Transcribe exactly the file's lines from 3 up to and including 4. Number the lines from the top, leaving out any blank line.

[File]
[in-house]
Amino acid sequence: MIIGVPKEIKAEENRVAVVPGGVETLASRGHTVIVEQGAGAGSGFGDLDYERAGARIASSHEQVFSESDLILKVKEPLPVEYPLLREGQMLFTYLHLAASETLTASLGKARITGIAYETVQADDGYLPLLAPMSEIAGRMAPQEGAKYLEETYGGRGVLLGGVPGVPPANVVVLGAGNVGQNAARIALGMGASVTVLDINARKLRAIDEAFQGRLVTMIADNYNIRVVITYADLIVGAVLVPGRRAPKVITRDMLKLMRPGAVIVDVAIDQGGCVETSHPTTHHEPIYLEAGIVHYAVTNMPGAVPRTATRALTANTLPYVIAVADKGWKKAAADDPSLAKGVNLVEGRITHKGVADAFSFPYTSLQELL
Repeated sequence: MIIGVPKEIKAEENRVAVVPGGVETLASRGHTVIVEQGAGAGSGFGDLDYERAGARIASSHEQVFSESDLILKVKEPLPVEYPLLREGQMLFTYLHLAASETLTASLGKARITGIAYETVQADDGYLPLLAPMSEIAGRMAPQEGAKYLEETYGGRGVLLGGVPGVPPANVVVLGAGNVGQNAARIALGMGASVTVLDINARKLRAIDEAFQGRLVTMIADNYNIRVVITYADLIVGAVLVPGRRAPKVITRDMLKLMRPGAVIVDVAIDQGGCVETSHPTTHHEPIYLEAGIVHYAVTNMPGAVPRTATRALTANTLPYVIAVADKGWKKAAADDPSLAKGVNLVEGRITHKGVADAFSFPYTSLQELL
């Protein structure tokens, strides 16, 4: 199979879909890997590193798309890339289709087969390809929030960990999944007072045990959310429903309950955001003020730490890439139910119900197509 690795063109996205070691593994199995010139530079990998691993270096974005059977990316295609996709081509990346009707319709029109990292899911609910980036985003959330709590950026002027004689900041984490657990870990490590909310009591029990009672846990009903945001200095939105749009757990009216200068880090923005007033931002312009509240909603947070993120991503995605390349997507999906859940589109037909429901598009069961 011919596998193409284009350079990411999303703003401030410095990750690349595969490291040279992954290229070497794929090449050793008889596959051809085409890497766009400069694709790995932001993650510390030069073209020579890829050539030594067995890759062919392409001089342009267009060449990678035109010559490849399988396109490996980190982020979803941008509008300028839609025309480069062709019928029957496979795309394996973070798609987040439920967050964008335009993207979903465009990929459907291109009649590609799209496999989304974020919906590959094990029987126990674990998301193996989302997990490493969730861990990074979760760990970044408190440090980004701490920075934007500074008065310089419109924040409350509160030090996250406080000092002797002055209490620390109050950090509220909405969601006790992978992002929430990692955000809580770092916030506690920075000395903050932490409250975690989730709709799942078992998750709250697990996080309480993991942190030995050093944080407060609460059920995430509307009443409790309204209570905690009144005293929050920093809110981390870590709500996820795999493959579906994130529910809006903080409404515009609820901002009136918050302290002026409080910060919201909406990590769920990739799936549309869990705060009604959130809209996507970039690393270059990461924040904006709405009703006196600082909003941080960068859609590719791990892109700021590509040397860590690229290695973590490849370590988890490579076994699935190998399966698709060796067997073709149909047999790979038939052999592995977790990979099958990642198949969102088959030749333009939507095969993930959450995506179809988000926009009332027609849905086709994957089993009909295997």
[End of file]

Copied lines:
Repeated sequence: MIIGVPKEIKAEENRVAVVPGGVETLASRGHTVIVEQGAGAGSGFGDLDYERAGARIASSHEQVFSESDLILKVKEPLPVEYPLLREGQMLFTYLHLAASETLTASLGKARITGIAYETVQADDGYLPLLAPMSEIAGRMAPQEGAKYLEETYGGRGVLLGGVPGVPPANVVVLGAGNVGQNAARIALGMGASVTVLDINARKLRAIDEAFQGRLVTMIADNYNIRVVITYADLIVGAVLVPGRRAPKVITRDMLKLMRPGAVIVDVAIDQGGCVETSHPTTHHEPIYLEAGIVHYAVTNMPGAVPRTATRALTANTLPYVIAVADKGWKKAAADDPSLAKGVNLVEGRITHKGVADAFSFPYTSLQELL
């Protein structure tokens, strides 16, 4: 199979879909890997590193798309890339289709087969390809929030960990999944007072045990959310429903309950955001003020730490890439139910119900197509 690795063109996205070691593994199995010139530079990998691993270096974005059977990316295609996709081509990346009707319709029109990292899911609910980036985003959330709590950026002027004689900041984490657990870990490590909310009591029990009672846990009903945001200095939105749009757990009216200068880090923005007033931002312009509240909603947070993120991503995605390349997507999906859940589109037909429901598009069961 011919596998193409284009350079990411999303703003401030410095990750690349595969490291040279992954290229070497794929090449050793008889596959051809085409890497766009400069694709790995932001993650510390030069073209020579890829050539030594067995890759062919392409001089342009267009060449990678035109010559490849399988396109490996980190982020979803941008509008300028839609025309480069062709019928029957496979795309394996973070798609987040439920967050964008335009993207979903465009990929459907291109009649590609799209496999989304974020919906590959094990029987126990674990998301193996989302997990490493969730861990990074979760760990970044408190440090980004701490920075934007500074008065310089419109924040409350509160030090996250406080000092002797002055209490620390109050950090509220909405969601006790992978992002929430990692955000809580770092916030506690920075000395903050932490409250975690989730709709799942078992998750709250697990996080309480993991942190030995050093944080407060609460059920995430509307009443409790309204209570905690009144005293929050920093809110981390870590709500996820795999493959579906994130529910809006903080409404515009609820901002009136918050302290002026409080910060919201909406990590769920990739799936549309869990705060009604959130809209996507970039690393270059990461924040904006709405009703006196600082909003941080960068859609590719791990892109700021590509040397860590690229290695973590490849370590988890490579076994699935190998399966698709060796067997073709149909047999790979038939052999592995977790990979099958990642198949969102088959030749333009939507095969993930959450995506179809988000926009009332027609849905086709994957089993009909295997």